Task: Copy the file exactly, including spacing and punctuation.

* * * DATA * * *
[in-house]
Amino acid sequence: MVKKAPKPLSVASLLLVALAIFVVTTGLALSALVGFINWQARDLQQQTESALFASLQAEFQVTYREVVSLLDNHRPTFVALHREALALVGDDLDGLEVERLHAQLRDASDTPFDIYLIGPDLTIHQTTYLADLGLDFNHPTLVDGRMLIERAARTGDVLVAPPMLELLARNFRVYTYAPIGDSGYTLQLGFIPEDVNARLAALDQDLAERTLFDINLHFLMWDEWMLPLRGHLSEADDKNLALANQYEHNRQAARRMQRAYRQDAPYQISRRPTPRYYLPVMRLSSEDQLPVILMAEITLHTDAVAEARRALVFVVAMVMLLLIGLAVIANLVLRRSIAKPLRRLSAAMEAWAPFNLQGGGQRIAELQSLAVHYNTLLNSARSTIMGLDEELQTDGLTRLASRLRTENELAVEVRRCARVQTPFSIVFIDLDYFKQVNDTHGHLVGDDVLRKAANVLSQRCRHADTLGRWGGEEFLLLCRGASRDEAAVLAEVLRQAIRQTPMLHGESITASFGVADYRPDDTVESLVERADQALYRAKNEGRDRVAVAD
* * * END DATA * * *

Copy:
[in-house]
Amino acid sequence: MVKKAPKPLSVASLLLVALAIFVVTTGLALSALVGFINWQARDLQQQTESALFASLQAEFQVTYREVVSLLDNHRPTFVALHREALALVGDDLDGLEVERLHAQLRDASDTPFDIYLIGPDLTIHQTTYLADLGLDFNHPTLVDGRMLIERAARTGDVLVAPPMLELLARNFRVYTYAPIGDSGYTLQLGFIPEDVNARLAALDQDLAERTLFDINLHFLMWDEWMLPLRGHLSEADDKNLALANQYEHNRQAARRMQRAYRQDAPYQISRRPTPRYYLPVMRLSSEDQLPVILMAEITLHTDAVAEARRALVFVVAMVMLLLIGLAVIANLVLRRSIAKPLRRLSAAMEAWAPFNLQGGGQRIAELQSLAVHYNTLLNSARSTIMGLDEELQTDGLTRLASRLRTENELAVEVRRCARVQTPFSIVFIDLDYFKQVNDTHGHLVGDDVLRKAANVLSQRCRHADTLGRWGGEEFLLLCRGASRDEAAVLAEVLRQAIRQTPMLHGESITASFGVADYRPDDTVESLVERADQALYRAKNEGRDRVAVAD